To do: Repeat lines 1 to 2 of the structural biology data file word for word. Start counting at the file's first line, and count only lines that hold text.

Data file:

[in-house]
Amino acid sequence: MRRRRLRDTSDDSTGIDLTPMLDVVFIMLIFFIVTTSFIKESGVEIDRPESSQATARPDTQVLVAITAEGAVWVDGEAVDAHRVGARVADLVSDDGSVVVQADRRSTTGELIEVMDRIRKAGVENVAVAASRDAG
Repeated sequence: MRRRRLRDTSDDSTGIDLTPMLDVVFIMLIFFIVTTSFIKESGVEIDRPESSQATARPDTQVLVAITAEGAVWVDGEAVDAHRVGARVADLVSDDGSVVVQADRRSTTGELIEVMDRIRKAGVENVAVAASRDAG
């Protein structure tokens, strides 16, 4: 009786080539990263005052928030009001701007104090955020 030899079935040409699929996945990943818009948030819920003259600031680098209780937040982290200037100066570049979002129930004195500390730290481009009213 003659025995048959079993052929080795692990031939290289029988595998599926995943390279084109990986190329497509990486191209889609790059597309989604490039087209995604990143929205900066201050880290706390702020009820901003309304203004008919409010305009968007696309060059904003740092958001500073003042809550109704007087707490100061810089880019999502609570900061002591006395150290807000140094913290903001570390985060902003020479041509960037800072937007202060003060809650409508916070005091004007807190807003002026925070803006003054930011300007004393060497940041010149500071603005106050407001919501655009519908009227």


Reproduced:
[in-house]
Amino acid sequence: MRRRRLRDTSDDSTGIDLTPMLDVVFIMLIFFIVTTSFIKESGVEIDRPESSQATARPDTQVLVAITAEGAVWVDGEAVDAHRVGARVADLVSDDGSVVVQADRRSTTGELIEVMDRIRKAGVENVAVAASRDAG